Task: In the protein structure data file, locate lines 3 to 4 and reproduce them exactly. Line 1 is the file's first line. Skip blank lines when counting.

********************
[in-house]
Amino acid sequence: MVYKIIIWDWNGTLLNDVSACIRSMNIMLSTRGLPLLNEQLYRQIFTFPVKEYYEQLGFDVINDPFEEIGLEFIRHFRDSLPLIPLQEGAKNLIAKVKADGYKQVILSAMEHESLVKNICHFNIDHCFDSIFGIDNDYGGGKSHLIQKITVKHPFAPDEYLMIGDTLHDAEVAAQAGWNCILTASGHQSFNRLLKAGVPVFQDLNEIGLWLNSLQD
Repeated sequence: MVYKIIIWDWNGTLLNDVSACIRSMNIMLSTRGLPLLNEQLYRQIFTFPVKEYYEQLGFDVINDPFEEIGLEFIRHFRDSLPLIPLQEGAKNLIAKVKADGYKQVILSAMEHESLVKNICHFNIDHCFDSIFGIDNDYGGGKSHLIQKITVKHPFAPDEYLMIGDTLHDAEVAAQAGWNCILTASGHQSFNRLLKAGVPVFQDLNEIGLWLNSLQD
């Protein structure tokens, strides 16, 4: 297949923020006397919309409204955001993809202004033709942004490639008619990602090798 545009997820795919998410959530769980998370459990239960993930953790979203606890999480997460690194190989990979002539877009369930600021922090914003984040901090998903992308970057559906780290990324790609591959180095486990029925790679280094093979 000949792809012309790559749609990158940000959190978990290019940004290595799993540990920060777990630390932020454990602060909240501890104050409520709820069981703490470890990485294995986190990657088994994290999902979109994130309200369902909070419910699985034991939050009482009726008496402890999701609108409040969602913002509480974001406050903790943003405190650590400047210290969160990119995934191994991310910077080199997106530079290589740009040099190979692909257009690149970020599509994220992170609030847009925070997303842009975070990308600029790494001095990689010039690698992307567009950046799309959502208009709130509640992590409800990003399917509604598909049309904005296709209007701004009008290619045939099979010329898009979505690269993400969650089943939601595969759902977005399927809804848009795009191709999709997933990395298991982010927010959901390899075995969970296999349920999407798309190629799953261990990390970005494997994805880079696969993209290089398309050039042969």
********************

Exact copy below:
Repeated sequence: MVYKIIIWDWNGTLLNDVSACIRSMNIMLSTRGLPLLNEQLYRQIFTFPVKEYYEQLGFDVINDPFEEIGLEFIRHFRDSLPLIPLQEGAKNLIAKVKADGYKQVILSAMEHESLVKNICHFNIDHCFDSIFGIDNDYGGGKSHLIQKITVKHPFAPDEYLMIGDTLHDAEVAAQAGWNCILTASGHQSFNRLLKAGVPVFQDLNEIGLWLNSLQD
């Protein structure tokens, strides 16, 4: 297949923020006397919309409204955001993809202004033709942004490639008619990602090798 545009997820795919998410959530769980998370459990239960993930953790979203606890999480997460690194190989990979002539877009369930600021922090914003984040901090998903992308970057559906780290990324790609591959180095486990029925790679280094093979 000949792809012309790559749609990158940000959190978990290019940004290595799993540990920060777990630390932020454990602060909240501890104050409520709820069981703490470890990485294995986190990657088994994290999902979109994130309200369902909070419910699985034991939050009482009726008496402890999701609108409040969602913002509480974001406050903790943003405190650590400047210290969160990119995934191994991310910077080199997106530079290589740009040099190979692909257009690149970020599509994220992170609030847009925070997303842009975070990308600029790494001095990689010039690698992307567009950046799309959502208009709130509640992590409800990003399917509604598909049309904005296709209007701004009008290619045939099979010329898009979505690269993400969650089943939601595969759902977005399927809804848009795009191709999709997933990395298991982010927010959901390899075995969970296999349920999407798309190629799953261990990390970005494997994805880079696969993209290089398309050039042969």